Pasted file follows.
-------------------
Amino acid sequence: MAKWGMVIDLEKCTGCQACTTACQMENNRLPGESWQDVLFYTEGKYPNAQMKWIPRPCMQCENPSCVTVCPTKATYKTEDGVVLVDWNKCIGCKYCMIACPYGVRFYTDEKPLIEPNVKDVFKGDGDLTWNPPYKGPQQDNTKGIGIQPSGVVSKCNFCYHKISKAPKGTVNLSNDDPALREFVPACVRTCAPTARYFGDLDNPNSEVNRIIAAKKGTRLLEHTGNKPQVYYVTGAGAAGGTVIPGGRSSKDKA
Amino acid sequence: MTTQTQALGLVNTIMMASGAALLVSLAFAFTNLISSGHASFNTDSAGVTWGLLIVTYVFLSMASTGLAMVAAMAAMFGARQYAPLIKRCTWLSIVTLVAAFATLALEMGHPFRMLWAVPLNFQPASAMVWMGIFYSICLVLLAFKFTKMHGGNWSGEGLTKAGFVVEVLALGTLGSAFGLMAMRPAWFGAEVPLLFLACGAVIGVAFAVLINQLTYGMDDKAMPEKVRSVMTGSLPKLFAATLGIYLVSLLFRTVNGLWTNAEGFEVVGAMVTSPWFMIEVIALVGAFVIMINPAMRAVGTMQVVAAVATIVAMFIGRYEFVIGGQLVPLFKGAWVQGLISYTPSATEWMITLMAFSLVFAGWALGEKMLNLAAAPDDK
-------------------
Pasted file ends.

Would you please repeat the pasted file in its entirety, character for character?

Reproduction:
Amino acid sequence: MAKWGMVIDLEKCTGCQACTTACQMENNRLPGESWQDVLFYTEGKYPNAQMKWIPRPCMQCENPSCVTVCPTKATYKTEDGVVLVDWNKCIGCKYCMIACPYGVRFYTDEKPLIEPNVKDVFKGDGDLTWNPPYKGPQQDNTKGIGIQPSGVVSKCNFCYHKISKAPKGTVNLSNDDPALREFVPACVRTCAPTARYFGDLDNPNSEVNRIIAAKKGTRLLEHTGNKPQVYYVTGAGAAGGTVIPGGRSSKDKA
Amino acid sequence: MTTQTQALGLVNTIMMASGAALLVSLAFAFTNLISSGHASFNTDSAGVTWGLLIVTYVFLSMASTGLAMVAAMAAMFGARQYAPLIKRCTWLSIVTLVAAFATLALEMGHPFRMLWAVPLNFQPASAMVWMGIFYSICLVLLAFKFTKMHGGNWSGEGLTKAGFVVEVLALGTLGSAFGLMAMRPAWFGAEVPLLFLACGAVIGVAFAVLINQLTYGMDDKAMPEKVRSVMTGSLPKLFAATLGIYLVSLLFRTVNGLWTNAEGFEVVGAMVTSPWFMIEVIALVGAFVIMINPAMRAVGTMQVVAAVATIVAMFIGRYEFVIGGQLVPLFKGAWVQGLISYTPSATEWMITLMAFSLVFAGWALGEKMLNLAAAPDDK